The American Kidney Fund has launched a national campaign to raise awareness about kidney disease, a serious and increasingly common condition that is damaging the health of as many as 31 million Americans.
Pair Up: Join the Fight to Prevent Kidney Disease encourages women to take two simple, yet powerful actions: learn if they’re at risk for kidney disease; and spread the word about kidney disease to loved ones who also may be at risk. The launch of Pair Up coincides with the release of a national survey revealing that most Americans who care for their loved ones’ health are unaware that diabetes and high blood pressure are the leading causes of kidney disease.
According to the American Kidney Fund, most cases of kidney disease could be prevented. Kidney disease has few warning signs in its early stages, and 9 out of 10 people with early kidney disease don’t know they have it. Kidney disease can lead to heart attack, stroke, kidney failure and death.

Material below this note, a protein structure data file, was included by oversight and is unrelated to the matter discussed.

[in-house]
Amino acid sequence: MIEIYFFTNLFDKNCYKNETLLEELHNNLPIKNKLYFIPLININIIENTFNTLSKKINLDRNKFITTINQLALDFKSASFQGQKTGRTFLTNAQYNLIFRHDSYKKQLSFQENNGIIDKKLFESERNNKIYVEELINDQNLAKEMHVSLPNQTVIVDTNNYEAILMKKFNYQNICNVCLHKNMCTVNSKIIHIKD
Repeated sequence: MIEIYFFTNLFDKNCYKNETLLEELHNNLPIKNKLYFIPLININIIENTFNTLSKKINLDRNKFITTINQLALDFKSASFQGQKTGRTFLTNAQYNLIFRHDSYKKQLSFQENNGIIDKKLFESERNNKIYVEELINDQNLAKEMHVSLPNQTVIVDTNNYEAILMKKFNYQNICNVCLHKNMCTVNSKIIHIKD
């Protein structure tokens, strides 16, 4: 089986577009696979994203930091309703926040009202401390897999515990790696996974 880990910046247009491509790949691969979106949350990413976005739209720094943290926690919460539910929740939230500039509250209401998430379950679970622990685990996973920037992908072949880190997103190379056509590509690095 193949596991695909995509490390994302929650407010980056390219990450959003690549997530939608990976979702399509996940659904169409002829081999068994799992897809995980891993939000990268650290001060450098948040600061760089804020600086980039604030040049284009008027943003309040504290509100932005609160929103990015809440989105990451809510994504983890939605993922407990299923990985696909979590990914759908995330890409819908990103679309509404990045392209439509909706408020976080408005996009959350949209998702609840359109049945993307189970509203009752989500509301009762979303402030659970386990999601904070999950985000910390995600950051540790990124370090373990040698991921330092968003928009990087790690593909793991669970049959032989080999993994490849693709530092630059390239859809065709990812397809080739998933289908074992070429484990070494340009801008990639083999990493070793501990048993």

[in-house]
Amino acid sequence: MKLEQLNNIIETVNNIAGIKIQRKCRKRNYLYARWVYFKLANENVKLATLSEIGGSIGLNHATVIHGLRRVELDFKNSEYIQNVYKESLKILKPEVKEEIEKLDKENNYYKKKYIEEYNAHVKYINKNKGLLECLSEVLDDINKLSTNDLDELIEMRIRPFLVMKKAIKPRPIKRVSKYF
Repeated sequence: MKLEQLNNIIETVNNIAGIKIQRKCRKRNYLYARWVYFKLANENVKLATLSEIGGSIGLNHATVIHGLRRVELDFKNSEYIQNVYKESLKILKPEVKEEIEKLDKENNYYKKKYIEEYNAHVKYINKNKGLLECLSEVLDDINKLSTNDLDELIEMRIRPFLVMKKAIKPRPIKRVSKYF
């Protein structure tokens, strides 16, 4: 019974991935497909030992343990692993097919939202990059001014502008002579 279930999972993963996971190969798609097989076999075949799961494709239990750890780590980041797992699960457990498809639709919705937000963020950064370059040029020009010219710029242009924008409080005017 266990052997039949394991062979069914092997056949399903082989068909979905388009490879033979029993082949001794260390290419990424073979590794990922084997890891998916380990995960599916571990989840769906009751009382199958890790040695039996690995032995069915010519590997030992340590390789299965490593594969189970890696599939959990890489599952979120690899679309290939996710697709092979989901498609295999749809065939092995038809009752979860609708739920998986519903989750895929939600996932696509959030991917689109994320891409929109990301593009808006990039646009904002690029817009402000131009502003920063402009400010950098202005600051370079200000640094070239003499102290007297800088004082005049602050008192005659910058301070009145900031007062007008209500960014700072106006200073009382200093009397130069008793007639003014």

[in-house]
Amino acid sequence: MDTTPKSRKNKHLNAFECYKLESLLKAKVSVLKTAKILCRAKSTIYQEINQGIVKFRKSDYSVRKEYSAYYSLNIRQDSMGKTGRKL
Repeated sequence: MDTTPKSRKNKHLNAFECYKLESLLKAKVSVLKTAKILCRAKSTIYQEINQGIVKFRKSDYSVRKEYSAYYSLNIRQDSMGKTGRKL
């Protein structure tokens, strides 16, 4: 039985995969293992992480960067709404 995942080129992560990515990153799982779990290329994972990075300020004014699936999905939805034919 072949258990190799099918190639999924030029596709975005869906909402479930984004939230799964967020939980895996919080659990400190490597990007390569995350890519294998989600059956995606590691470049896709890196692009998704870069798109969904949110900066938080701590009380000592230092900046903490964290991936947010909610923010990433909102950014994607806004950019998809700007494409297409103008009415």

Celebrity health champion Laila Ali, co-host of the new ABC television show Everyday Health, is joining forces with the American Kidney Fund to help raise awareness of the issue among women nationwide. “My family, like millions of others, has dealt with the leading causes of kidney disease – diabetes and high blood pressure,” said Ali. “That’s why I’m proud to partner with the American Kidney Fund to launch the Pair Up campaign. I hope to inspire others to join me in the fight to prevent this devastating disease.”
“Women are critically important in the fight against kidney disease because they tend to be the primary healthcare decision-makers for their families,” said LaVarne A. Burton, president and chief executive officer of the American Kidney Fund. “Through the Pair Up campaign, we hope to empower women to become more effective drivers of kidney disease awareness and prevention for themselves and their loved ones who may be at risk.”
People who want to take part in the fight against kidney disease may join the Pair Up campaign by logging on to PairUpNow.org and taking the Pair Up Challenge, an interactive quiz that provides education about common risk factors for kidney disease.